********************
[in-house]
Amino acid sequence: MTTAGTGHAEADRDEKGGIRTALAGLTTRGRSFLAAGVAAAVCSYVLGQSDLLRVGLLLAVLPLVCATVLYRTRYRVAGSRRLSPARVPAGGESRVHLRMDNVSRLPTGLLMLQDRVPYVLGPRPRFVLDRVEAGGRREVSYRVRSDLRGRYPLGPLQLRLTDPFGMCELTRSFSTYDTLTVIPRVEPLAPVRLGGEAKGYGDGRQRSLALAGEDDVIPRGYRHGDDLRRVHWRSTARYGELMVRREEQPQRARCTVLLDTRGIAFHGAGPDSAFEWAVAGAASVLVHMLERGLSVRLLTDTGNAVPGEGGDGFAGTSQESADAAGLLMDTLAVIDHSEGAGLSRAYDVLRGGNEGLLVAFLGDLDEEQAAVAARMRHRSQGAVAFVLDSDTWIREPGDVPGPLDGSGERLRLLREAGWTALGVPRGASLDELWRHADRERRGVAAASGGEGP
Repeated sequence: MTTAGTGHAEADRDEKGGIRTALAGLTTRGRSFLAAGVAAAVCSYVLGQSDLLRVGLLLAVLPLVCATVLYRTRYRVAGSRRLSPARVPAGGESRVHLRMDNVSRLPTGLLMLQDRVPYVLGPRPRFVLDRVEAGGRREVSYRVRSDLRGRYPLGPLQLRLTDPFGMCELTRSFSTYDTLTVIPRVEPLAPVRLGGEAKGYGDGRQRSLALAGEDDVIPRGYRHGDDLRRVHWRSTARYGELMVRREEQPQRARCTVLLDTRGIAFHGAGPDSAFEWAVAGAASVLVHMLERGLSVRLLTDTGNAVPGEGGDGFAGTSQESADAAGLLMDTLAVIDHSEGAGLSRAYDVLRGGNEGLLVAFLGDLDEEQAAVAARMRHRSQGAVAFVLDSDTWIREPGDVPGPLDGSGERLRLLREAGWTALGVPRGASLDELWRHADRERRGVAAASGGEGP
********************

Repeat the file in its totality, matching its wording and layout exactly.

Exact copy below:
[in-house]
Amino acid sequence: MTTAGTGHAEADRDEKGGIRTALAGLTTRGRSFLAAGVAAAVCSYVLGQSDLLRVGLLLAVLPLVCATVLYRTRYRVAGSRRLSPARVPAGGESRVHLRMDNVSRLPTGLLMLQDRVPYVLGPRPRFVLDRVEAGGRREVSYRVRSDLRGRYPLGPLQLRLTDPFGMCELTRSFSTYDTLTVIPRVEPLAPVRLGGEAKGYGDGRQRSLALAGEDDVIPRGYRHGDDLRRVHWRSTARYGELMVRREEQPQRARCTVLLDTRGIAFHGAGPDSAFEWAVAGAASVLVHMLERGLSVRLLTDTGNAVPGEGGDGFAGTSQESADAAGLLMDTLAVIDHSEGAGLSRAYDVLRGGNEGLLVAFLGDLDEEQAAVAARMRHRSQGAVAFVLDSDTWIREPGDVPGPLDGSGERLRLLREAGWTALGVPRGASLDELWRHADRERRGVAAASGGEGP
Repeated sequence: MTTAGTGHAEADRDEKGGIRTALAGLTTRGRSFLAAGVAAAVCSYVLGQSDLLRVGLLLAVLPLVCATVLYRTRYRVAGSRRLSPARVPAGGESRVHLRMDNVSRLPTGLLMLQDRVPYVLGPRPRFVLDRVEAGGRREVSYRVRSDLRGRYPLGPLQLRLTDPFGMCELTRSFSTYDTLTVIPRVEPLAPVRLGGEAKGYGDGRQRSLALAGEDDVIPRGYRHGDDLRRVHWRSTARYGELMVRREEQPQRARCTVLLDTRGIAFHGAGPDSAFEWAVAGAASVLVHMLERGLSVRLLTDTGNAVPGEGGDGFAGTSQESADAAGLLMDTLAVIDHSEGAGLSRAYDVLRGGNEGLLVAFLGDLDEEQAAVAARMRHRSQGAVAFVLDSDTWIREPGDVPGPLDGSGERLRLLREAGWTALGVPRGASLDELWRHADRERRGVAAASGGEGP